First, you should save enough on your 401 (k) to get the employer's counterpart as a starting point. Then, once you've received the full consideration, it may make sense to consider diversifying your taxes through a Roth IRA if you meet income limits. One way to do this is to invest in Gold in your IRA. So to answer your first question, yes, it might make sense to open a Roth IRA at least five years before you plan to transfer your Roth 401 (k).
However, it is not enough to just open it. You have to make a contribution over the five-year period to get started. The problem is that not everyone is eligible to do so. Withdrawing money from your 401 (k) plan before you turn 59 and a half years old generally involves paying income taxes and a 10% early retirement fee. Depending on how much you plan to withdraw, this can be costly.
The best way to achieve a transfer to a Roth IRA or another Roth 401 (k) is from trustee to trustee. This guarantees a smooth transaction that should not be challenged later on by the IRS, which may worry about whether the transaction was made in full amount or in a timely manner. Since the Roth IRA to which you are transferring the funds has existed for more than five years, the total distribution transferred to the Roth IRA complies with the five-year rule for qualified distributions. Because of the tax benefits of Roth IRAs, such as the ability for your money to grow tax-free, you may want to take advantage of them while you're still eligible.
Your employer's matching contributions are only yours if you stay with the company for a certain period of time. However, if you decide to have the funds sent instead of directly to the new trustee, you can transfer the entire distribution to a Roth IRA within 60 days of receiving them. In general, it is best to transfer a Roth 401 (k) to a Roth IRA, especially since the investment options within an IRA are usually broader and better than those of a 401 (k) plan. A Roth IRA allows you to make after-tax contributions, but you won't pay taxes on earnings, including dividends, capital gains, and accrued interest.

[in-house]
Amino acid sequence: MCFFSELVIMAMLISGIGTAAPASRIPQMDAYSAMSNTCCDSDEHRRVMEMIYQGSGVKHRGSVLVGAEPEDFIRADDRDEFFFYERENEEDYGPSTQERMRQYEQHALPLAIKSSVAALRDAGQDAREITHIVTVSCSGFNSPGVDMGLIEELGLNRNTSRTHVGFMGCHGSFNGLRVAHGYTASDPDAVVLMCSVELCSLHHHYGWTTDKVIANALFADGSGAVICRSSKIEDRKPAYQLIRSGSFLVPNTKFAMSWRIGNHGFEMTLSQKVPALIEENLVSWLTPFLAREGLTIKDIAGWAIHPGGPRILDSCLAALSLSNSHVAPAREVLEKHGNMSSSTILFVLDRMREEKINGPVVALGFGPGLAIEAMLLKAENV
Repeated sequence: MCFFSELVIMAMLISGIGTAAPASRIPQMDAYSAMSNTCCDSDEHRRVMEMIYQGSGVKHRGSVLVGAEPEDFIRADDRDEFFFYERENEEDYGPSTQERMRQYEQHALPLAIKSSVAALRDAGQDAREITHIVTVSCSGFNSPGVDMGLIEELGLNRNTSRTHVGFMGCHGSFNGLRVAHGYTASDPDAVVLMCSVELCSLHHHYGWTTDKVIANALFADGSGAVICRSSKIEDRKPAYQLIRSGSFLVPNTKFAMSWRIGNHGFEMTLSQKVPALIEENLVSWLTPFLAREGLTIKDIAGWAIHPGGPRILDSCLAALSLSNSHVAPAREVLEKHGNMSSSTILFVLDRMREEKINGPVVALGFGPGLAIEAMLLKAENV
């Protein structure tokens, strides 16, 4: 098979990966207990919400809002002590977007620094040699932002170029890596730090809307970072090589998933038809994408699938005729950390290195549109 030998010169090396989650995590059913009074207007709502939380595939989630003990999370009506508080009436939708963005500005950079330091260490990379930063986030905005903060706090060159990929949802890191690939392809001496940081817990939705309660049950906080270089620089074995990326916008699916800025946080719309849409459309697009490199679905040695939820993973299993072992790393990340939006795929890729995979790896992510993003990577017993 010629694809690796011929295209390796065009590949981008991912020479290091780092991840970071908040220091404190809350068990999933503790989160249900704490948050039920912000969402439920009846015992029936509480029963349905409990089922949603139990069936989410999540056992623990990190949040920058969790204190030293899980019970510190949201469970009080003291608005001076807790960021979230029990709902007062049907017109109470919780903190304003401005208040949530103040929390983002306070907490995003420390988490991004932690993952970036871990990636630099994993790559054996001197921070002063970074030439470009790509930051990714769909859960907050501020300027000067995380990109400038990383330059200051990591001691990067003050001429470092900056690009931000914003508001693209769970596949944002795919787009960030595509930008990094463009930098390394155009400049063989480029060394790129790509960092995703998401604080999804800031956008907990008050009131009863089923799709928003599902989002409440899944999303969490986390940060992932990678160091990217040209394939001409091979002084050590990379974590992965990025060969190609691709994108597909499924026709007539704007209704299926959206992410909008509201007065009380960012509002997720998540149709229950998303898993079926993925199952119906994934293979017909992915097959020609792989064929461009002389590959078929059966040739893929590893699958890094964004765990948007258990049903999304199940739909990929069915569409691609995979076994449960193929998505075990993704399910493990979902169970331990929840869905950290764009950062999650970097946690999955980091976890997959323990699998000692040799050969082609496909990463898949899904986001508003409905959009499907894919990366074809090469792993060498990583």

You won't receive an additional consideration from the company for these additional contributions, but you'll continue to make pre-tax contributions to your retirement savings. However, the same treatment doesn't apply when a Roth 401 (k) is transferred to a new Roth IRA. Some companies pay a portion of their employees' pre-tax contributions up to a certain amount, which is usually a percentage of their salary. What sets them apart from traditional IRAs is that they are funded with after-tax money, making qualified distributions tax-free.
Once you've made enough contributions to the 401 (k) plan to meet the company's counterpart and you've reached the annual Roth IRA contribution limit, go back to your 401 (k) and contribute whatever additional amount you can this year. If you choose to transfer funds to an IRA, you must transfer funds from the Roth 401 (k) to a Roth IRA. While there are income level limitations when contributing to a Roth IRA, a person can continue to contribute to a Roth 401 (k) if the option is available in the 401 (k) offered. This is particularly the case if a Roth IRA does not yet exist, as the five-year retention period would start all over again in this scenario.